Galesburg Register-Mail from Galesburg, Illinois on October 4, 1963 · Page 12
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Galesburg Register-Mail from Galesburg, Illinois · Page 12

Galesburg, Illinois
Issue Date:
Friday, October 4, 1963
Page 12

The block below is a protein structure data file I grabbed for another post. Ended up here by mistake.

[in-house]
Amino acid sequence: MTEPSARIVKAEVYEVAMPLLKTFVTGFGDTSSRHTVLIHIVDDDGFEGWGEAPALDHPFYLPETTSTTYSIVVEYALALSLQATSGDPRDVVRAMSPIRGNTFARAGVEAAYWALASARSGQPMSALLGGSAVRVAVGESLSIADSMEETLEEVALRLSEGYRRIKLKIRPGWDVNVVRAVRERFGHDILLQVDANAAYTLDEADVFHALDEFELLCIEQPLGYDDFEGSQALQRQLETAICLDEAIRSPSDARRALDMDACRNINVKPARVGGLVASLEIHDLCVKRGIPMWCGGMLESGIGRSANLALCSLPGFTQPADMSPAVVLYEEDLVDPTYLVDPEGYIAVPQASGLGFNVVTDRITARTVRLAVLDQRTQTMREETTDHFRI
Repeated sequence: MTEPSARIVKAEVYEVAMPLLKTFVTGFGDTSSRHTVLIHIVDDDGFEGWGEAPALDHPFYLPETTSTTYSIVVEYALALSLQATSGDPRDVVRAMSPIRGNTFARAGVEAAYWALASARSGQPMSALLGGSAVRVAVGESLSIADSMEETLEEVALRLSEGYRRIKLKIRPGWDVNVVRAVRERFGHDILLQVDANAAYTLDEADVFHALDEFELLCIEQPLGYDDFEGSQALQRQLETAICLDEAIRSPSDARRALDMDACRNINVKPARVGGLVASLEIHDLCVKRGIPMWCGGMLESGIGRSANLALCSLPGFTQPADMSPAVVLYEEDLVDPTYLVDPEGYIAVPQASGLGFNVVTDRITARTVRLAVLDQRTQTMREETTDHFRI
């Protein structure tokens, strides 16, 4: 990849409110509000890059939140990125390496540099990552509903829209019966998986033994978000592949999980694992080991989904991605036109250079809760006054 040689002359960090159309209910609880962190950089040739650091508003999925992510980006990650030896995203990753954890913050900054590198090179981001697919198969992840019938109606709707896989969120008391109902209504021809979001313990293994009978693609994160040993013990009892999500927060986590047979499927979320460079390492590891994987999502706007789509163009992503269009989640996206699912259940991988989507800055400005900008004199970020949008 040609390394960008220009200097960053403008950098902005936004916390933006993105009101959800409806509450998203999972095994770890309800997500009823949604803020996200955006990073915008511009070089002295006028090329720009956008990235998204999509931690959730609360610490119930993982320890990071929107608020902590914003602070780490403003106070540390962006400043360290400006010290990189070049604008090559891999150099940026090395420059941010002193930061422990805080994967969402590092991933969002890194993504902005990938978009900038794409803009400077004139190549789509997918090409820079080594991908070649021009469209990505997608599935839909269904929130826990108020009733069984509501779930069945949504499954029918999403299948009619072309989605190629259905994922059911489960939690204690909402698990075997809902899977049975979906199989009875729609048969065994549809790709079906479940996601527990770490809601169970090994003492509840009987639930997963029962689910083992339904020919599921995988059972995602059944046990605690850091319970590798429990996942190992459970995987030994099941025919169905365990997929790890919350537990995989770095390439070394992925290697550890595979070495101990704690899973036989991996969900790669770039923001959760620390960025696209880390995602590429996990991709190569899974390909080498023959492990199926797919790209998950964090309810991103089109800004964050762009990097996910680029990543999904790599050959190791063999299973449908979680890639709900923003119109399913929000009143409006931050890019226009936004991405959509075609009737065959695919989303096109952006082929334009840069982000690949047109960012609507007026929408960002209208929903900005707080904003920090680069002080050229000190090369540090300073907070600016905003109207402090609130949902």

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12 Golesburo Reoister-Moil, GolesbufQ. Celebrities Fight Harder For Victory Fridov, Oct 4, 1963 are By HAL BOYLE NEW YORK (AP)-What Celebrities really like? After interviewing more than 1,000 famous folk in the last 20 years, I've concluded they differ from ordinary people chiefly In having a greater single-mindedness of purpose. When they want something they fight harder to get it, they don't let other interests divert them from their goal. They are gifted or cursed—depending on how you see it—with a greater self-awareness than most of us show. They are something like the reflection in a Coney Island mirror •-diminished here, greatly exaggerated there. Celebrities are alike in one respect. All dread anonymity and fear failure. Success in time becomes a monkey on their back It is a narcotic which they re quire often in ever larger doses That is why big league per formers—whether they are base ball players, business tycoons crooners, or theater, film or tele 5? Vfc. There is more to ^/ making an auto glass replacement than meets the eye. Proper tools, special parts, proven sealants. Your local dealer or auto glass shops have the equipment and know how lo do a quality job. Insist on having your auto glass insurance claims serviced by local people. vision idols — usually have a claque around them. They sur round themselves with sycophants because they need constantly to be assured, "You're the greatest, pal." All celebrities are actors, whether they are consciously so or not. Mad they gone on the stage, both Gen. George S. Patton and Gen. Douglas MacArthur undoubtedly would have wound up as matinee idols. So would Gen. Charles de Gaulle, Sen. Everett Dirksen of Illinois, and probably President John F. Kennedy. All had or have a built-in sense of drama and a magical sense of timing. Not all celebrities are interesting up close. Academic celebrities tend to be boring, famous doctors pontifical, actresses shallow. Scientists are jealous, but hell hath no rivalry like two longhaired poets fighting for attention at the same cocktail party. As for opera stars, each is sure all the others sing like frogs with the asthma. Most novelists praise no other novelist until he is safely dead. Some celebrities are unbelievably generous, others laughably stingy. If Frank Sinatra likes you he may send you a limousine, hand-wrapped, for Christmas. On the other hand, another veteran star has been known to try to get his hotel to cut down the price of his breakfast because he ate only one of the two muffins room service sent up on a tray. The most puckish celebrity I ever met was actor Bob Mitchem, who thinks it's all pretty zany; the most pathetic—Marilyn Monroe, who was destroyed by applause. But the celebrity I admire most is Gen. Omar Nelson Bradley, a down-to-earth man who never let fame or fortune turn his head— and would blush to be called a celebrity at all. They'll Do It Every Time By Jimmy Static EVERYTHING AT THE WOMBATS' MENAGE, EVEN THE D 06 WOUSE,£AN BE LIGHTED UP LIKE BROADWAY ON NEW YEARS EVE** Ev £RYTHlM6 ,THAT IS, EXCEPT THE ELECTRIC FUSE SOX ««IP/*N0 WHfiftfi THEY CAM P INO rr IN AM EMERGENCY-" ALtSBURG lAVIca 85 n. BROAD terra Ptusonu St. Augustine Homemakers Hear Lessons ST. AUGUSTINE - The St. Augustine Unit of the Homemakers Extension met Tuesday in the home of Mrs. Dale Smith. The home adviser, Mrs. Lois Taylor, ivas welcomed. Mrs. Oral Lee, mother of the home adviser, was welcomed as a guest. Mrs. Taylor gave the major lesson on "How do you rate as a shopper?" The minpr lesson, "How to sponsor a ward at Research Hospital," was given by Ethel Knapp. Mrs. Ray Gillett and Mrs. Knapp gave the highlights of the kickoff coffee they attended in Galesburg. Mrs. Ardie Jones showed some "winter arrangements." Mrs. Perry Serven contributed to the birthday bank. Mrs. Dale Smith and Mrs. Clete Smith were the hostesses. WEEKEND SALE BOURBON 5th $2.99 COBBS (REEK '££..„..» $2.79 OLD THOMPSON BLEND 5th $3.19 CORBY'S BLEND 5th ANTIQUEFOUR ROSES »„ $3.98 BALLINTINE SCOTCH 5th $5.49 GIN 90° 5th $2.89 I VODKA »42i9 WISCONSIN BEER 6 c.„, 69< FALSTAFF BEER 6 ST W DREWRYS BEER 6 c 9% BLUE RIBBON BEER 12 c- $1.79 OLD STYLE EXPORT 24 i" $2.99 SCHLITZ BEER 6 ^ $1.40 MILLERS BEER 24 ^,'$3.88 BORDEAUX WINES IMPORTED- 5th 881 BOTTLE BEER CASE PRICES ..— ---J2 .49 up AD PRICES GOOD THRU OCT. 5 STIVE'S c"--' ; .^\;:^u GALESBURG DRIVEN LIQUORS | Sj6fl £S DR,Vi,N "QUOIS M2-2«i«_^^B^HB^B^B^^M^B^B^B^B^B^i^^ 341-9919 STEVE'S LIQUOR STORES AMPUE ¥4B1PNG VXNDOWUUVU1 Returns to Fairview From Denver FAIRVIEW - Mrs. Elvie Turner has returned home from a 2-month visit with relatives in Denver, Colo. Herschel McDonnough left to enter Southern Illinois University at Carbondale. He is majoring in pre-med and ROTC. He is the son of Mrs. Geraldine McDonnough and the late Milton Mc­ Donnough. His address is 713 W. Freeman, Carbondale. Mr. and Mrs. Robert Wilson attended a meeting in Pana Monday. Women's fall missionary conference at the Normandale Reformed Church will be Oct. 10 at 10 a.m. with luncheon at noon. Reservations are in charge of Mrs. Irene Lindstrom and transportation, Betty Phipps. The Friendship Bible Class of Providence Chapel held a supper meeting at the home of Mrs. Roy Burnside Sunday. Guests were Miss Mae Norton of Hayward, Calif., a sister of Roy Norton of Fairview; Mrs. Verlie Wright of Fairview and Mrs. Dwight Beuner of Farmington. READ THE CLASSIFIEDS! Serviceman Honored at Oneida Affair ONEIDA - Mrs, Cornelia Johnson entertained with a potluck dinner at noon Sunday honoring her nephew, Ctetus Johnson of Woodhull, who left Oct. 3 for the service. Attending were Mr. and Mrs. Delbert Johnson of Elmwood; Mr. and Mrs. Jerry Whitcomb, Mike and Jerilyn, Mr. and Mrs. Harold Johnson, Cletus, Sandra and Kendall and Mrs. Mayble Johnson, of Woodhull; Mr. and Mrs. Stewart Simpson, Mrs. Katharine Taylor and David, and Mr. and Mrs. Dale Johnson, of Altona; Mr. and Mrs. Charles Senner and Mr. and Mrs. Curtis Wakar, of Galesburg and Mr. and Mrs. Henry Bloom and Mr. and Mrs. Vaughn Johnson, Jorghi, Dennis and Trudy, of Oneida. Oneida Briefs Mrs. Elmer Rednour and girls, Mrs. Luther Peterson of Rio and Mrs. Dale Reem and daughter of Alexis, visited Sept. 27 at the home of Mr. and Mrs. Jack Foster and family. Mr. and Mrs. Foster Johnson of Norfolk, Va., have been spending a leave from the Navy at the home of his parents, Mr. and Mrs. Jack Johnson. On Saturday evening, they called at the home of Mr. and Mrs. Jack Foster and family. Others at the Foster home were Miss Dorothy Foster and Mr. and Mrs. Jack Johnson. Mr. and Mrs. Clifford Stegall 1 and children of Kirkwood were Sunday visitors at the home of Mr. and Mrs. Earl Scott and Al* len. Coffee guests at the home of Mrs. Jesse Kerr Friday night were her son-in-law and daughter, Mr. and Mrs. Keith Willett and family of Alexis. Mrs. Mable Hedstrottf, Mfg. Ed EricsOn and Louise, Mrs. Ona Courtright and Mrs. Florence Johnson of Oneida; Mr. and Mrs. Herschel Lindeen and family of Galesburg and Mr. and Mrs. Mark Milroy of Biggsville had dinner in Oquawka Sunday. The group spent the afternoon at the Milroy home. Miss Irene Kimerling of Kewanee and Mrs. Jesse Kerr drove to Dixon to spend last weekend with Mr. and Mrs. Russell Nelson. Mrs. Ona Courtright spent Thursday in Peoria with her niece, Mrs. James Murdock, and sister, Mrs. Lance Gibbs. Mrs. Murdock attended a principals' meeting in Peoria. READ THE CLASSIFIEDS! DR. I. ERNSTEM OPTOMETRIST CONTACT LENSES EYES EXAMINED LIVING SOUND HEARING AIDS GALESBURG OPTICAL CO. Ml B Mala Honrsi » A.M. to • PJ*. rridayit t A.M. to i:IO PM. Wednesday's TU Noes. Mt-SSU W S41-MIT Vi*itot$ f¥6M Idaho Honored MAQUON—Mf, and Mrs, Arlyfi Mitchell and Mrs. Harry Harper spent Sunday at the home of Mrs. Helen Wilds in Galesburg. Mitchell's sister, Mrs. William Cheeseman, and son John Wit* Hams of Kellog, Idaho, had arrived that day for a visit With relatives. Others present were Mr. and Mrs. Donald Fairchlld and daughters Jean Ann and Mar* lene, Mackinaw; Mr. and Mrs. Wayne Howerter, Gilson; Mr. and Mrs. Steve Rose, Galesburg, and Mr. and Mrs. Beryl Mitchell, Mike, Richard and. Patty, Maquon. READ THE CLASSIFIEDS! A N#w Mort Efftctivt Answtr to Arthritis and Rheumatism Paint Parkay Tablsis la a medicine designed to give you relief from Arthritis, Rheumatism, bursitis, stiff Joints, muscular pains. This tablet contains non-habit forming pain-relieving drugs — aof aspirin. Niacin Is added to help Increase blood circulation. Contains Vitamin C used to guard against Infection. 100 Parkay Tablets cost you only $2.98. Start this treatment today. Sold Only at WEST DRUG CO.. INC. 9S« E. Main If. No prescription '64 Jet-smooth Luxury CHEVROLET Besides looks, ride and power-what's so special about it? (it's so reasonably priced) Kind of leaves the high-priced cars some explaining to do, wouldn't you say? Long and luxurious—with a clean fresh-christened look that almost makes you feel somebody should be breaking a champagne bottle over its prow. Richer roomy interiors with subtle new blendings of colors and fabrics. Like the ultra-soft vinyl upholstery in the new Impala Super Sport Series. And the foam-cushioned front and rear seats and door-to-door carpeting, now standard in all models including the Biscaynes. A choice of seven engines, no less, with output all the way up j (say when!) to 425 hp,* CHEVROLET And a choice of four quiet, smooth transmissions—ranging from automatic* to 4-speed Synchro-Mesh*—to go with them. And with it all, the opulent feel of that Jet-smooth ride—something some of the expensive makes would dearly love to claim for themselves. Matter of fact, the most important and noticeable difference between this beautiful new 1964 Chevrolet and the high-priced f cars is the price itself. Let your Chevrolet dealer show you how much luxury that reasonable Chevrolet price now buys, ^iowiott&awti jg.folfggrc'y «"es of cars at your Chevrolet Shwroom-CHEVROIET, CHEVELLE, CHEVY H, C0RVAJR & CORVETTE " 1 ' ' ^"'»* ll, ' l,l »» B » l -'W"»»»»WW>iHWIMW»>.l»i M ..« t . I • n-.i M — — — „ r| , • • . II I III I III • lie II IBl WEAVERYEMM CHEVROLET INC 247 EAST SIMMONS STREET GALESBURG PHONE 342-2178